Is vasoplegic syndrome more prevalent with open-heart procedures compared with isolated on-pump CABG surgery?

Cardiovasc Revasc Med. Jul-Aug 2011;12(4):203-9. doi: 10.1016/j.carrev.2010.10.004. Epub 2011 Mar 1.

Abstract

Postoperative vasoplegic syndrome (PVS) is a frequent complication and can affect the early postoperative course. Our study investigated the incidence and risk factors of PVS after on-pump isolated coronary artery grafting bypass (CABG) and on-pump open-heart surgery. A total of 629 patients underwent on-pump cardiac surgery from November 21, 2005, to June 9, 2006, at our institution. Of those, 334 patients underwent on-pump isolated CABG and 295 patients had open-heart surgery. PVS was defined based on the recognized criteria. Multivariate logistic regression analysis was used to identify the risk factors for PVS. The overall incidence of PVS was 11.7%. The incidence in isolated on-pump CABG surgery was 6.9% and 17.0% in open-heart surgery (P<.01). In multivariate analysis, isolated CABG reduced by half the incidence of PVS [odds ratio (OR)=0.45, P=.02]; preoperative left ventricular ejection fraction (EF) <35% was identified as an independent predictor of PVS (OR=2.1, P=.01), and a protective effect of female gender for PVS was observed (OR=0.4, P=.01). The association between angiotensin-converting enzyme inhibitors and other preoperative medical treatments was not confirmed by our study. In conclusion, PVS occurred less often after isolated CABG surgery than after open-heart surgery. Advanced age and low preoperative EF strongly predicted PVS.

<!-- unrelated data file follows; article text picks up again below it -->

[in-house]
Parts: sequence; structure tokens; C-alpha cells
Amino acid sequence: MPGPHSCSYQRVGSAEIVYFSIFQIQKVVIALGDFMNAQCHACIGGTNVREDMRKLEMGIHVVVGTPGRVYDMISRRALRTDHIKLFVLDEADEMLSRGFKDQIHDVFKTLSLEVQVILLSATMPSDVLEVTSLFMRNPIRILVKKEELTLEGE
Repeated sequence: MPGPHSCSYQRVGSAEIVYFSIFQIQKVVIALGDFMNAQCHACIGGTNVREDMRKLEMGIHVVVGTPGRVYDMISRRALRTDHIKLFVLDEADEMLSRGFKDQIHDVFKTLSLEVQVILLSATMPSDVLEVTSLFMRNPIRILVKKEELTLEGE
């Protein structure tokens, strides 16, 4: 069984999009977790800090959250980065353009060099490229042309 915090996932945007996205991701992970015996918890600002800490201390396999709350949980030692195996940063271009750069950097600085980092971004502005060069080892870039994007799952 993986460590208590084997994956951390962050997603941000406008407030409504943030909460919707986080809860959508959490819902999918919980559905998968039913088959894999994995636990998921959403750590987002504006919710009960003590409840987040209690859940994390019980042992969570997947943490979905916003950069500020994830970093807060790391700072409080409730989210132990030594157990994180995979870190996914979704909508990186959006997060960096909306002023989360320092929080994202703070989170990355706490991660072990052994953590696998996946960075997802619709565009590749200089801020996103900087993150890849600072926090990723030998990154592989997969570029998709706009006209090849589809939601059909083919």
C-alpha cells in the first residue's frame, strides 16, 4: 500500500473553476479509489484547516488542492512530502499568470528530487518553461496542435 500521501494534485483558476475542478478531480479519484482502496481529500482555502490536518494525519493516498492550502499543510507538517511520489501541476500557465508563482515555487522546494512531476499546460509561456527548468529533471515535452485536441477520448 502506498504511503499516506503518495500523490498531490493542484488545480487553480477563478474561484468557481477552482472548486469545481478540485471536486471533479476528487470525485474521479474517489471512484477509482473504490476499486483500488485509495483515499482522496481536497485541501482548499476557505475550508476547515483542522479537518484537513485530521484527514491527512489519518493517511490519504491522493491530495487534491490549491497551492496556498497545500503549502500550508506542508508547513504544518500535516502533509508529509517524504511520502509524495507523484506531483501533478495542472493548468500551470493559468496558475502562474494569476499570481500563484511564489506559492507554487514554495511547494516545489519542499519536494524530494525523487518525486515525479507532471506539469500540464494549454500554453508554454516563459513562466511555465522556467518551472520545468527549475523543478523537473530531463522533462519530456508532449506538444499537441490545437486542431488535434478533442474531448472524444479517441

MeSH terms

  • Aged
  • Coronary Artery Bypass / adverse effects
  • Coronary Artery Bypass / statistics & numerical data*
  • Coronary Artery Bypass, Off-Pump / adverse effects
  • Coronary Artery Bypass, Off-Pump / statistics & numerical data*
  • Female
  • Humans
  • Incidence
  • Male
  • Middle Aged
  • Odds Ratio
  • Prevalence
  • Retrospective Studies
  • Risk Factors
  • Treatment Outcome
  • Vasoplegia / epidemiology*